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What the World Was Watching: WWF Prime Time Wrestling – January 15, 1990

Gorilla Monsoon and Bobby Heenan are in the studio to spar with each other before they toss the broadcast over to new matches.  Tonight’s feature match comes from Chattanooga, Tennessee and was taped on January 3.

Heenan is upset that he cannot have the guests he wants on the program whereas Monsoon was able to bring Arnold Skaaland on last week’s show.  Monsoon tells Heenan that he had better not abscond with the yellow Royal Rumble hats on the broadcast desk.

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What the World Was Watching: WWF Prime Time Wrestling – January 1, 1990 (Start of a New Series!)

1989 was a strong year for the World Wrestling Federation (WWF).  The Mega Powers angle between Hulk Hogan and Randy Savage created a strong buyrate for WrestleMania V and rematches between the two throughout the spring and summer generated healthy gates.  In addition, the company expanded its revenue streams by adding The Royal Rumble to its pay-per-view lineup in January.  And other competitors were faltering as the American Wrestling Association (AWA) was on its last legs and World Championship Wrestling (WCW) was riven by divisions between Executive Vice President Jim Herd and talent like Ric Flair.  Times were good for the WWF’s Golden Age.

However, there were some cracks underneath the surface that the WWF would grapple with as 1990 began.  The company’s star, Hulk Hogan, wanted to make his mark on Hollywood and WWF owner Vince McMahon wanted to find the next big act to replace him.  And without Hogan it was unclear whether casual fans, who fueled the WWF’s rise throughout the late 1980s, would continue to tune in.  Intercontinental Champion the Ultimate Warrior appeared the most likely successor, with a physical build similar to Hogan’s and laying claim to being the second-biggest star in the company.  Both men had been kept away from each other in storylines and McMahon looked at a clash between them as a way to resolve the conundrum.  And beyond the Hogan-Warrior transition there were questions as to who the big heels of the company would be.  Randy Savage and Ted DiBiase had failed in their efforts to win the WWF Championship, reduced in standing by multiple losses.  Mr. Perfect, Rick Rude, and Zeus were considered possibilities but Perfect had not held a singles title yet, Hogan refused to work a program with Rude, and Zeus was limited in the ring.  So, the WWF was on the look for new talents that they could slot into main event programs and continue to draw houses on par with those of the late 1980s.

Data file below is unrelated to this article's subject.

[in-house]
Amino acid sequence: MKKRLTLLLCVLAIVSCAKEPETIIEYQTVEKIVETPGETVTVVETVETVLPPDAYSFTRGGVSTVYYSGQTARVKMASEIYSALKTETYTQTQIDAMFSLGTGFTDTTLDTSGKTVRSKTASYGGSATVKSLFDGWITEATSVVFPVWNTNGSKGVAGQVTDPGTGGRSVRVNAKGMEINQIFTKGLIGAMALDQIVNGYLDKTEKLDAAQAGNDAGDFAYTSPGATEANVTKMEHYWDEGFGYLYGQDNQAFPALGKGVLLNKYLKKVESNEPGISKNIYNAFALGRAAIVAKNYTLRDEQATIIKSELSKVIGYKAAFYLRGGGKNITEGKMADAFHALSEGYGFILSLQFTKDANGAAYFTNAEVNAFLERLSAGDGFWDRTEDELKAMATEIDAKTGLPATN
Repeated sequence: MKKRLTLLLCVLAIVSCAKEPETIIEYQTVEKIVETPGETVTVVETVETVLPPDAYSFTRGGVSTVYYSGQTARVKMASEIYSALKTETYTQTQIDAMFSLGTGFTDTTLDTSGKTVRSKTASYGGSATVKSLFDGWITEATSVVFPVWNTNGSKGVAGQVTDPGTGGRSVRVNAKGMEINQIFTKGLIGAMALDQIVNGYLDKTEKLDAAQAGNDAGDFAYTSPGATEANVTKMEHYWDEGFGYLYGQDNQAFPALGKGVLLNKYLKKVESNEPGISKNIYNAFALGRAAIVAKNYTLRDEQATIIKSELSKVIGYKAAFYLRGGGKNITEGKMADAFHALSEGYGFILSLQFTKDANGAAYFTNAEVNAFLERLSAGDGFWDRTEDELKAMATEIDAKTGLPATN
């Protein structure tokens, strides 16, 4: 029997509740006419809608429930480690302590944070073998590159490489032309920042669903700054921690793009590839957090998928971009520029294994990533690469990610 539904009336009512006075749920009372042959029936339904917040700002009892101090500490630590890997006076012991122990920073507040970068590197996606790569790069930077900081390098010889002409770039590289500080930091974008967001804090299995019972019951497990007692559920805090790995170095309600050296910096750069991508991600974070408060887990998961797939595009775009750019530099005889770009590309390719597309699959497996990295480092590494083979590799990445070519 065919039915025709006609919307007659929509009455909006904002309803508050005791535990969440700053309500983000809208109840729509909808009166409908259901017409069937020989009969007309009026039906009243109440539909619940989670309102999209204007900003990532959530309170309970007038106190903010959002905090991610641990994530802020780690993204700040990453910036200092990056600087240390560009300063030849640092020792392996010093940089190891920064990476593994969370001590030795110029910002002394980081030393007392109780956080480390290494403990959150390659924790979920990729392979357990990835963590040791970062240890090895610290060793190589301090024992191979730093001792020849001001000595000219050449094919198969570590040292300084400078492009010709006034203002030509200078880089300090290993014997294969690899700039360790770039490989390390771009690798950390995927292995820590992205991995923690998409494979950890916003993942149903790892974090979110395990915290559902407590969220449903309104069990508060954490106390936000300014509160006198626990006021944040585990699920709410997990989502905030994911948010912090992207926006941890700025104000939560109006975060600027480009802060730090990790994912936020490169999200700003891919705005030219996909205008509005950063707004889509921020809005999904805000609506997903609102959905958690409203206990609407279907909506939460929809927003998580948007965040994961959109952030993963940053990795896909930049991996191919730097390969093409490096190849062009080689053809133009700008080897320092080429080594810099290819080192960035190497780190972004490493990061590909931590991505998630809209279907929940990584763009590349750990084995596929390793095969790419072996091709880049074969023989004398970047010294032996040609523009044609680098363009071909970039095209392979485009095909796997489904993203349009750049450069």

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Abdullah the Butcher vs. Zeus (and other Dream Matches)

And we’re back with more bizarre finds of “what can I find by typing random names into YouTube?” (and also some requests from sadistic BOD members). This set sees a match between two of the worst workers of all time clearly booked by a monster, along with some unusual WWF matches- the Colossal Connection vs. The Rockers, plus a certain legendary JTTS worker “Huss”-es his way in!

Once again, WWF YouTube videos are non-kosher to post here, but you can find them pretty easily.

ZEUS vs. ABDULLAH THE BUTCHER:
(World Wrestling Council, 1990)
* OH MY GOD SOMEONE ALLOWED THIS TO HAPPEN!!! This is in Puerto Rico, a pretty wild territory (a murderous one, even), with the famous blood ‘n’ guts wrestler Abdullah facing off against Zeus, following his WWF run, which was so bad he wasn’t even trusted to do a solo match with Hogan in a big way. They look like a pair of “Fist of the North Star” villains fighting- Zeus roided to the gills and in silver & black pants, and Abdullah this scarred-up monstrosity, baggy pants hoisted up to his tits. I mean, at least Zeus LOOKS like a star.

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Rock Star Gary reflects on…WWF WrestleMania

Live from New York, NY

Airdate: March 31, 1985

Attendance:  19,121

Hosted by Gorilla Monsoon and Jesse “The Body” Ventura

Here we are–the very first WrestleMania that has spawned over three decades of supershows for the WWF/WWE. Let’s dig in to how the World Wrestling Federation got to this point: